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  7. #36
    Member Array MuchoUno's Avatar
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    Quote Originally Posted by AzQkr View Post
    SA is great to have, but it's of little value, many times, if you aren't familiar with recognizng pre assault indicators.
    Thank you for mentioning this. Hadn't even heard the term "pre assault indicators" before. The research begins...
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  8. #37
    VIP Member Array maxwell97's Avatar
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    Situational awareness means knowing what's going on. I don't see any downside to knowing what's going on, unless it interferes with an activity that requires undivided attention, such as lovemaking.
    "Lots of ways to help people. Sometimes heal patients; sometimes shoot dangerous people. Either way helps."
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  9. #38
    VIP Member Array Secret Spuk's Avatar
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    Quote Originally Posted by AzQkr View Post
    SA is great to have, but it's of little value, many times, if you aren't familiar with recognizng pre assault indicators.
    Bingo!.... the trick to realistic situational awareness is to know what your looking at when you see it.

  10. #39
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    I agree with AzQkr and Brownie on this topic. One thing I have not heard (seen? read?) is a Quality of Life factor. If this activity takes away completely the enjoyment of life (the very thing we're protecting), then our behavior should be modified. I am quite earnest in that there is nothing to be gained by hovering in fear, eyeballing ones surroundings awaiting an activity that may or may not happen.

    I'm not sure if it is balance or just a state of mind. You have to live life free and fun. You have to have confidence that when fans are struck you will be able to survive and continue to live and be free. Twisting fearfully in the wind is no life and gun or not, will alleviate that fear. Keep your wits about you when you need to, go nuts when you can, and enjoy the ride for as long as you can.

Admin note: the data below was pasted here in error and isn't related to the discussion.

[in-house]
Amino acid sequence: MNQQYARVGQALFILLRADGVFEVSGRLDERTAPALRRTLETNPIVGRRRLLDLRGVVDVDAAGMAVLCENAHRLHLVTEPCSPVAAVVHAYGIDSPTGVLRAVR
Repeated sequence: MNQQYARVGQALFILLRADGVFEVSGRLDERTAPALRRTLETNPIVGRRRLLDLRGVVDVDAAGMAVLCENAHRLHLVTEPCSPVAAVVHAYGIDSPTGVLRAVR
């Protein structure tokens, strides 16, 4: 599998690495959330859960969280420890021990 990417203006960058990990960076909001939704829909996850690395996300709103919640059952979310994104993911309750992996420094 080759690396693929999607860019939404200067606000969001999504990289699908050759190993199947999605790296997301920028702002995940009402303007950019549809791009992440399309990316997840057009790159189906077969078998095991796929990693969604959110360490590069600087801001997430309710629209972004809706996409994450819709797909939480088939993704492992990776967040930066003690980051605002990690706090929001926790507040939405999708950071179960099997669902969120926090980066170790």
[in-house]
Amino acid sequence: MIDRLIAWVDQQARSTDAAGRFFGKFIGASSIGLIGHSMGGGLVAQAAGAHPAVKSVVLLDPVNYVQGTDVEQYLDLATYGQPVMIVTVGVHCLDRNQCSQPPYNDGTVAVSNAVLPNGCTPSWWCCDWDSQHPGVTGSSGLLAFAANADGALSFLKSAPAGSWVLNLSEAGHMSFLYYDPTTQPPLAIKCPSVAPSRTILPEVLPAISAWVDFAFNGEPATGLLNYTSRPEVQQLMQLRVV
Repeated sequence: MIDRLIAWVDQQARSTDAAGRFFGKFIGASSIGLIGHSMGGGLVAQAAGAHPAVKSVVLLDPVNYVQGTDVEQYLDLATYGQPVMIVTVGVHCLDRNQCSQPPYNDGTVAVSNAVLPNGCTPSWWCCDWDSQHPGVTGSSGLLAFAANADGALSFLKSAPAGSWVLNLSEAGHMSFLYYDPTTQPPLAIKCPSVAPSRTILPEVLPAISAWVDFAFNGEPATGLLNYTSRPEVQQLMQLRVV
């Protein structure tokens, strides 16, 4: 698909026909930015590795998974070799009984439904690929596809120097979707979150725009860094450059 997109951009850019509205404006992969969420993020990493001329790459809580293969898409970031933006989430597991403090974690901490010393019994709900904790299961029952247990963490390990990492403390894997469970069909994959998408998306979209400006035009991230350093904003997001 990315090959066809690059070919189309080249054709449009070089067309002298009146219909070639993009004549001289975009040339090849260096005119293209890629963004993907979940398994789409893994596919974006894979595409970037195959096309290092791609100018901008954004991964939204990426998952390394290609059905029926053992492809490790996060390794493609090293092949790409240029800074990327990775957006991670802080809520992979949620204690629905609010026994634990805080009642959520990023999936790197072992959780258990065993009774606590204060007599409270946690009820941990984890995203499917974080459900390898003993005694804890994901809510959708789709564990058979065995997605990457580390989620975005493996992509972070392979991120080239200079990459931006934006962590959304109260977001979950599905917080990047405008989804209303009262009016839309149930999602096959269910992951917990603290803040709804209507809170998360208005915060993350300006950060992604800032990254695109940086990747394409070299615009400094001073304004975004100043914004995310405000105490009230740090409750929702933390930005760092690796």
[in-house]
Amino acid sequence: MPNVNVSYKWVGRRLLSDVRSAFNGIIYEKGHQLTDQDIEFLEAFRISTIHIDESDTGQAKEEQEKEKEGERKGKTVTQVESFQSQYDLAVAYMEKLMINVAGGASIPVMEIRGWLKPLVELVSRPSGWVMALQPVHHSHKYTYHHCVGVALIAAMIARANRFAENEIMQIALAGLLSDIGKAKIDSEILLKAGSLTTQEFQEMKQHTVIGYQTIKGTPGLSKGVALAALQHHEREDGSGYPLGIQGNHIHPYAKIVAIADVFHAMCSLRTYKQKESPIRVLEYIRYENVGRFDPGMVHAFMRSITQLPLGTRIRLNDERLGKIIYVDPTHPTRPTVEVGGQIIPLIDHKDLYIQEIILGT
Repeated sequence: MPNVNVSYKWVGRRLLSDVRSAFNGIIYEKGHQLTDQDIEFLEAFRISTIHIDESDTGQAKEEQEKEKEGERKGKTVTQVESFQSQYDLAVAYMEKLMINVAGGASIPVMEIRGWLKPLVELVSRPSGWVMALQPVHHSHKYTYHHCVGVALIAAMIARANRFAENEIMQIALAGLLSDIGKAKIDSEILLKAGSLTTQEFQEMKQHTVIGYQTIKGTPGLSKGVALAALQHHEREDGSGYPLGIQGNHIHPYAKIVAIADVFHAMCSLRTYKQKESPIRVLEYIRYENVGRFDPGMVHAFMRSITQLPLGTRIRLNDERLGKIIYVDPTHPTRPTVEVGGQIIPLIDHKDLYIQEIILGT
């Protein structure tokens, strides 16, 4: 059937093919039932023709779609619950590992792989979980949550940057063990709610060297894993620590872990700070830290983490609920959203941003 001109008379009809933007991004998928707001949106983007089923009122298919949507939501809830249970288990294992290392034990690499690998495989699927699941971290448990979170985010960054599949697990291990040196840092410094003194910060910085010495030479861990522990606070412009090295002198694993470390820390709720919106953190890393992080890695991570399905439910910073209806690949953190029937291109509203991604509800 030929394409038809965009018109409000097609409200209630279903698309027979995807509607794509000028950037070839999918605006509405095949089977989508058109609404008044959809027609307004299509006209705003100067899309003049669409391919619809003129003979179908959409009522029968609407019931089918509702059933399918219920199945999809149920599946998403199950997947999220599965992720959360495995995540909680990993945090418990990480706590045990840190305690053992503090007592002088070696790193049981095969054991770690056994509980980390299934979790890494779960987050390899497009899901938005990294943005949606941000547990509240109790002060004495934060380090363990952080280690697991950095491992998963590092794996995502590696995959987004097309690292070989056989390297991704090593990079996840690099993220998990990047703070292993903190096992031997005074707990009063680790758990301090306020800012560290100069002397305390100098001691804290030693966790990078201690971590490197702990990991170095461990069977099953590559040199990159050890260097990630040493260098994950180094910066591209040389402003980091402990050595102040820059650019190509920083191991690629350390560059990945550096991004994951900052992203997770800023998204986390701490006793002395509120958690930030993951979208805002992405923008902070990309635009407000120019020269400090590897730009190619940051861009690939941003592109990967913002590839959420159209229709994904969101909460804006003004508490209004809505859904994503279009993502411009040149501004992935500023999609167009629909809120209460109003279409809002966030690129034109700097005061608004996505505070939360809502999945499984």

For example, this Sunday morning the missus and I are getting ready to go to our friends oldest child's wedding. This is going to be a celebration of bringing new life into this world. (lets ignore we're in Connecticut lol) Am I worrying about SA and the folks around, No, not worried. I am aware but not concerned. Nor I am seriously worried about the diabetic coma potential because there is going to be food that can not and should not be missed. I am in more danger of that the being assaulted today. I can handle that crap.

    But the food.... wish me well and if I stop posting here, know I am in a very happy place. Because this woman makes a disk of baked beans that will, gladly, kill me. ;)
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  11. #40
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    Quote Originally Posted by frgood View Post
    I agree with AzQkr and Brownie on this topic. One thing I have not heard (seen? read?) is a Quality of Life factor. If this activity takes away completely the enjoyment of life (the very thing we're protecting), then our behavior should be modified. I am quite earnest in that there is nothing to be gained by hovering in fear, eyeballing ones surroundings awaiting an activity that may or may not happen.

    I'm not sure if it is balance or just a state of mind. You have to live life free and fun. You have to have confidence that when fans are struck you will be able to survive and continue to live and be free. Twisting fearfully in the wind is no life and gun or not, will alleviate that fear. Keep your wits about you when you need to, go nuts when you can, and enjoy the ride for as long as you can.